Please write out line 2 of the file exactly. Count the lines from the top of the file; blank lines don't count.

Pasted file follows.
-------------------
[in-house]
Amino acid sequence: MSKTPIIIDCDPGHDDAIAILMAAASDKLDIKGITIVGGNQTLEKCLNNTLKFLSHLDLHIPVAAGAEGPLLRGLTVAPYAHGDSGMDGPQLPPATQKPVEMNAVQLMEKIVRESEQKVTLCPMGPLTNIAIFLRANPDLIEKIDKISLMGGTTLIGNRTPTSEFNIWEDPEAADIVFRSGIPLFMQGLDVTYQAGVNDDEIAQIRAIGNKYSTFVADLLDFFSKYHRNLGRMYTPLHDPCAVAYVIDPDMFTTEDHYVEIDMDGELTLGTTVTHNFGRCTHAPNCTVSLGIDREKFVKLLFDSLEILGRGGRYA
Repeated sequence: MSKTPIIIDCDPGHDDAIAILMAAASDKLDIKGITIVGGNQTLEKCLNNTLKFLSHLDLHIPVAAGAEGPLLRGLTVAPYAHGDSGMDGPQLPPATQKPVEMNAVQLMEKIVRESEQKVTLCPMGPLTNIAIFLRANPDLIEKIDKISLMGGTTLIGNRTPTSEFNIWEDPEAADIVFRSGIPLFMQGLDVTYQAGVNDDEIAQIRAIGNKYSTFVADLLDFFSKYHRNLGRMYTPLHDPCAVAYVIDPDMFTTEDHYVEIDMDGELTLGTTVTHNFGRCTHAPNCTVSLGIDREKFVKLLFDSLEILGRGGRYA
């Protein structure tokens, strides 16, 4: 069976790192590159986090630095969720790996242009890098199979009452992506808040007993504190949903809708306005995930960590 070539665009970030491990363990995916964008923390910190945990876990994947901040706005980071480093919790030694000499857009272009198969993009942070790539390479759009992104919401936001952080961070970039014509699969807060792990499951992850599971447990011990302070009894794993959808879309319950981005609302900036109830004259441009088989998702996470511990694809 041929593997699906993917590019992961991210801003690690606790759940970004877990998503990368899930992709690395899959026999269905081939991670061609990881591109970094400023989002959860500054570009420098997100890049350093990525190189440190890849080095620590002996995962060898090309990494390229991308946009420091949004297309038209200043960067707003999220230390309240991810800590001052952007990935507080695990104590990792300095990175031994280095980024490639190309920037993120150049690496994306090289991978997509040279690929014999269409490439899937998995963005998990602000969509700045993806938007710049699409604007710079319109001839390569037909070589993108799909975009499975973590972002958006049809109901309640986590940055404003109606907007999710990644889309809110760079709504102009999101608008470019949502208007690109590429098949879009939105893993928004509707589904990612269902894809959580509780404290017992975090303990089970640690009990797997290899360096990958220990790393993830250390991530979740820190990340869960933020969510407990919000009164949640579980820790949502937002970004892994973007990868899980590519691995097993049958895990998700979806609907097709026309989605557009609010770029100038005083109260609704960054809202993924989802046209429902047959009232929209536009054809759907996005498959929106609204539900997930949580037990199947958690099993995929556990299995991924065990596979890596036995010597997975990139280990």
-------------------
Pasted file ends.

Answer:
Amino acid sequence: MSKTPIIIDCDPGHDDAIAILMAAASDKLDIKGITIVGGNQTLEKCLNNTLKFLSHLDLHIPVAAGAEGPLLRGLTVAPYAHGDSGMDGPQLPPATQKPVEMNAVQLMEKIVRESEQKVTLCPMGPLTNIAIFLRANPDLIEKIDKISLMGGTTLIGNRTPTSEFNIWEDPEAADIVFRSGIPLFMQGLDVTYQAGVNDDEIAQIRAIGNKYSTFVADLLDFFSKYHRNLGRMYTPLHDPCAVAYVIDPDMFTTEDHYVEIDMDGELTLGTTVTHNFGRCTHAPNCTVSLGIDREKFVKLLFDSLEILGRGGRYA